D. Recover the Tree
time limit per test
3 seconds
memory limit per test
256 megabytes
input
standard input
output
standard output

Rhodoks has a tree with $n$ vertices, but he doesn't remember its structure. The vertices are indexed from $1$ to $n$.

A segment $[l,r]$ ($1 \leq l \leq r \leq n$) is good if the vertices with indices $l$, $l + 1$, ..., $r$ form a connected component in Rhodoks' tree. Otherwise, it is bad.

For example, if the tree is the one in the picture, then only the segment $[3,4]$ is bad while all the other segments are good.

For each of the $\frac{n(n+1)}{2}$ segments, Rhodoks remembers whether it is good or bad. Can you help him recover the tree? If there are multiple solutions, print any.

It is guaranteed that the there is at least one tree satisfying Rhodoks' description.

Input

Each test contains multiple test cases. The first line contains the number of test cases $t$ ($1 \leq t \leq 1000$). The description of the test cases follows.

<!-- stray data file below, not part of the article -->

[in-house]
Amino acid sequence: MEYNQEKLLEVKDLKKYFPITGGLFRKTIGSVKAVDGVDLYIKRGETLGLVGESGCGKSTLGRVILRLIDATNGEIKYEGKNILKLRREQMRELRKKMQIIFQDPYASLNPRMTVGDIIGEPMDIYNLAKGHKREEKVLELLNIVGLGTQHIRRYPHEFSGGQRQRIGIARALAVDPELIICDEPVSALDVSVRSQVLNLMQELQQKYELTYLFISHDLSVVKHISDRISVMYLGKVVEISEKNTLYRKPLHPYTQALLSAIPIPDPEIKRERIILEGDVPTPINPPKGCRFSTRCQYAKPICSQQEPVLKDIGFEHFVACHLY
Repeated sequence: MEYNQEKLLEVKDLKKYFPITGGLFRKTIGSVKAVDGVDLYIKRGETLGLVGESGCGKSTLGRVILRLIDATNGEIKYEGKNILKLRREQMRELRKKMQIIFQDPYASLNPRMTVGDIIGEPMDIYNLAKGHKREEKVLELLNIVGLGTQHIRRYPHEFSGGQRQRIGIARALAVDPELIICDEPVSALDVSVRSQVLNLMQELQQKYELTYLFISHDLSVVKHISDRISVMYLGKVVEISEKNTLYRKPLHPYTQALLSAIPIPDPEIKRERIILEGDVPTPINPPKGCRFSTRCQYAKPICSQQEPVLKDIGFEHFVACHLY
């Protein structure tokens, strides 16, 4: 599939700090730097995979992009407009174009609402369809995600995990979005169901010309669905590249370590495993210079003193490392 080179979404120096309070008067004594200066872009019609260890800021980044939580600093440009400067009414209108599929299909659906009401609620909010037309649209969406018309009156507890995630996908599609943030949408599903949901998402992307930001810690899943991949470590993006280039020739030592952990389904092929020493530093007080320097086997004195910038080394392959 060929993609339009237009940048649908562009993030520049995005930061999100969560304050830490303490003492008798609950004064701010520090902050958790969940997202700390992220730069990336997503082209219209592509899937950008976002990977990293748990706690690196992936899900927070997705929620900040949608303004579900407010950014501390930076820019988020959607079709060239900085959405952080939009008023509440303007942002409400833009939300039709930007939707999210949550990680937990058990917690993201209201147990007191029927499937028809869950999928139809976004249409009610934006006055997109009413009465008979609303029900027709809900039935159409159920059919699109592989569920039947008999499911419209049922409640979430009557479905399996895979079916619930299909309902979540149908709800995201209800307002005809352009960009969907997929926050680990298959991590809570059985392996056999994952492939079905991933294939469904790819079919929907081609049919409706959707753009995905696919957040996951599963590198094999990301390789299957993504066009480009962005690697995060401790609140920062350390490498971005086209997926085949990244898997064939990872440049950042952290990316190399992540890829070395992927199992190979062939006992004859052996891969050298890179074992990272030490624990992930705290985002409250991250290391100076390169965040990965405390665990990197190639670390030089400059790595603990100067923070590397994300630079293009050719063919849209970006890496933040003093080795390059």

The first line of each test case contains an integer $n$ ($1 \leq n \leq 2000$) — the number of vertices in the tree.

Then $n$ lines follow. The $i$-th of these lines contains a string $good_i$ of length $n+1-i$ consisting of 0 and 1. If the segment $[i,i+j-1]$ is good then the $j$-th character of $good_i$ is 1, otherwise $j$-th character of $good_i$ is 0.

It is guaranteed that the there is at least one tree consistent with the given data.

It is guaranteed that the sum of $n$ over all test cases does not exceed $2000$.

Output

For each test case, print $n-1$ lines describing the tree you recover.

The $i$-th line should contain two integers $u_i$ and $v_i$ ($1 \leq u_i,v_i \leq n$), denoting an edge between vertices $u_i$ and $v_i$.

If there are multiple solutions, print any.

Example
Input
341111111101611111111111111111111112100100000001111000000011000000000100000000100100011110000100000100001001111101
Output
1 2
2 3
2 4
1 2
2 3
3 4
4 5
5 6
2 3
6 7
10 11
2 4
6 8
10 12
1 4
5 8
9 12
5 12
2 12

Note

The first test case is explained in the statement.

In the second test case, one possible tree is as follows:

In the third test case, one possible tree is as follows: